In an effort to reassure unemployed coal mine workers that her administration would not leave them jobless, Hillary Clinton promised to take her husband “out of retirement” so he can work on bringing jobs back.
“I’ve told my husband he’s got to come out of retirement and be in charge of this, because you know he’s got more ideas a minute than anybody I know,” she said in Ashland, Ky.
That commitment had a certain familiar ring. It brought back, in vivid relief, the memory of “Hillarycare” officially known as the Health Security Act.
In 1993, then President Bill Clinton named First lady Hillary Clinton to head up a task force to devise a national health care plan. She did it and for more than a year Mrs. Clinton worked actively to secure the passage of her health care package.
“For Love of Politics” by Sally Bedell Smith, published by Random House in 2007, is a 608 page study of the Clinton marriage and the Clinton White House. Her thesis is clear: the Clintons are a team. Elect either one of them and you get both.
Much was written and said recently, when Nancy Reagan died, about her vitally important role during her husband’s presidency. I was not surprised.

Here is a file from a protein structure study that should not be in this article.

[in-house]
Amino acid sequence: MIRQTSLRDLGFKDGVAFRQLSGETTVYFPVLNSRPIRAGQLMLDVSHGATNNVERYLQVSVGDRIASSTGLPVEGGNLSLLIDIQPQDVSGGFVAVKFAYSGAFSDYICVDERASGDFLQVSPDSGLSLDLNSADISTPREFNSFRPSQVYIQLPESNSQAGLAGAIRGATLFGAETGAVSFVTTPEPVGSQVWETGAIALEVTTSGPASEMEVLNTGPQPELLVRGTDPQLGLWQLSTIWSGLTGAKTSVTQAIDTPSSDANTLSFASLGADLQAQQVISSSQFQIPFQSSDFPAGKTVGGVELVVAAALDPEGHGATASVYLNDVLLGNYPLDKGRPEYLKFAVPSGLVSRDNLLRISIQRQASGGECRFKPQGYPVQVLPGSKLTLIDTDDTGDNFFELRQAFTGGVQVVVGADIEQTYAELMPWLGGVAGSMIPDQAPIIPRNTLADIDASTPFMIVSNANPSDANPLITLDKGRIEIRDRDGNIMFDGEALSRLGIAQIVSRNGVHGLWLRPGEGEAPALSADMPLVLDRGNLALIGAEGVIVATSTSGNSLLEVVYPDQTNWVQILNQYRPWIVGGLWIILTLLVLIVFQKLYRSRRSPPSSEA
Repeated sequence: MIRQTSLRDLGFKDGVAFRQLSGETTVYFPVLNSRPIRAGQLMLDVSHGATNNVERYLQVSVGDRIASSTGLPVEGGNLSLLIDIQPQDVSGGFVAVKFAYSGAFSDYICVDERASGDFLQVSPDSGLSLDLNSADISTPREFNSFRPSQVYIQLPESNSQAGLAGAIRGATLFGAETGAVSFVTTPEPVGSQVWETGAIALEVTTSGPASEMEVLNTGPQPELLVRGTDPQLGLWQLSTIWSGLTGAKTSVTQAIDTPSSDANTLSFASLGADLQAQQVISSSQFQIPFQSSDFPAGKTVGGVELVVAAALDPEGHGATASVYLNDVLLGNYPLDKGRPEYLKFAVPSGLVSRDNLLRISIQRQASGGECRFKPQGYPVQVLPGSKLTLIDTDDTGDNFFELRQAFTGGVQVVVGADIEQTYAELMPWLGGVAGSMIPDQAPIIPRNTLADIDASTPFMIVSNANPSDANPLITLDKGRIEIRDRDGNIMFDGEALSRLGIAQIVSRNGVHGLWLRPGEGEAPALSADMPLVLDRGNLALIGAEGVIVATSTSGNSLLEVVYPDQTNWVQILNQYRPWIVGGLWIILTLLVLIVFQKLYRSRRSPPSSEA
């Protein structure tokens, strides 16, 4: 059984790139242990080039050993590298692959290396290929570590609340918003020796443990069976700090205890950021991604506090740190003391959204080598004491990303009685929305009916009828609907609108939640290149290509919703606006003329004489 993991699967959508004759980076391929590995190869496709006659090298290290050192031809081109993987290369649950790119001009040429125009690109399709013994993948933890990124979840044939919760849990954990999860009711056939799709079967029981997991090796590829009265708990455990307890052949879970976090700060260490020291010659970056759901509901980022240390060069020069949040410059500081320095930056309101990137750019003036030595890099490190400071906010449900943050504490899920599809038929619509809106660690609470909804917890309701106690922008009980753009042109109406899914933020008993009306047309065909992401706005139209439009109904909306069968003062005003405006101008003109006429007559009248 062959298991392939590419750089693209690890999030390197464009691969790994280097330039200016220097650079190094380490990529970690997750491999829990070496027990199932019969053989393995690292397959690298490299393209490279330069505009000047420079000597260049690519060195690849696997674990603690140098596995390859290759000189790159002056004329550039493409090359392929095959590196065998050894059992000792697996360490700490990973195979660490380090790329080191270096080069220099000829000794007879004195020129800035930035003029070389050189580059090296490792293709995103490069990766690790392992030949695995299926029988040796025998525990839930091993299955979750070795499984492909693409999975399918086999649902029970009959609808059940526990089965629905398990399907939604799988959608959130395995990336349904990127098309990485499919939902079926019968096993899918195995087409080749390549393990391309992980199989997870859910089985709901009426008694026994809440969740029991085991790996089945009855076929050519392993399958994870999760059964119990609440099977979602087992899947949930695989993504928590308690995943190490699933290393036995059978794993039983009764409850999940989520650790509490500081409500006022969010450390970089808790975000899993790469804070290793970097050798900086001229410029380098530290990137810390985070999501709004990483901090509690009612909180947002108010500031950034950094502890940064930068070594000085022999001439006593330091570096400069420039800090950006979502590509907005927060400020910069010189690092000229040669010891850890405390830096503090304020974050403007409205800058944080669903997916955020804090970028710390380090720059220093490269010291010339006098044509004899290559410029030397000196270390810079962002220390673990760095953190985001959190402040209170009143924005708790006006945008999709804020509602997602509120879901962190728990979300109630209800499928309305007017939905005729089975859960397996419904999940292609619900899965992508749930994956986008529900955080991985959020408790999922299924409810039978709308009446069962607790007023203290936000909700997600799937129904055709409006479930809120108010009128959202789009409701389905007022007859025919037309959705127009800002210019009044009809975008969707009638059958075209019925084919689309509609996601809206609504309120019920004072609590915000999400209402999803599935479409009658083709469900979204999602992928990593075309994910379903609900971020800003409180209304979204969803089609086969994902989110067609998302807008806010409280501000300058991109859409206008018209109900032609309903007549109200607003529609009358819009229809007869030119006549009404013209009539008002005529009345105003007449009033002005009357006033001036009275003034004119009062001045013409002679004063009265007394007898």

Having been in marital harness for two thirds of a century, I am acutely aware of the collegiality of marital decision making. Even when I think I am making a decision on my own unfettered opinion, the ghost of spousal dissent lingers.
George Washington set a prudent example when he declined to run for a third term. That tradition remained deeply imbedded in the American experiment for almost a century and a half until Franklin D. Roosevelt was elected in 1940 and again in 1944.
Sober reaction to FDR’s reign set in after his death, and by 1947 the Twenty-Second Amendment, setting a two-term limit on the presidency, was proposed by the Congress. In 1951 it became the law of the land.
The Constitution does not prohibit members of a president’s family from seeking the office, and in our nation’s history we have had three ‘related’ presidents:
John Quincy Adams, our 6th President, was the son of John Adams, the 2nd; Benjamin Harrison, 23rd President, was the grandson of William Henry Harrison, the 9th; and of course, in our day, there is Bush 41 and Bush 43.
But there has never been a father and son team in the White House which sought subsequently to be elected as a son and father team.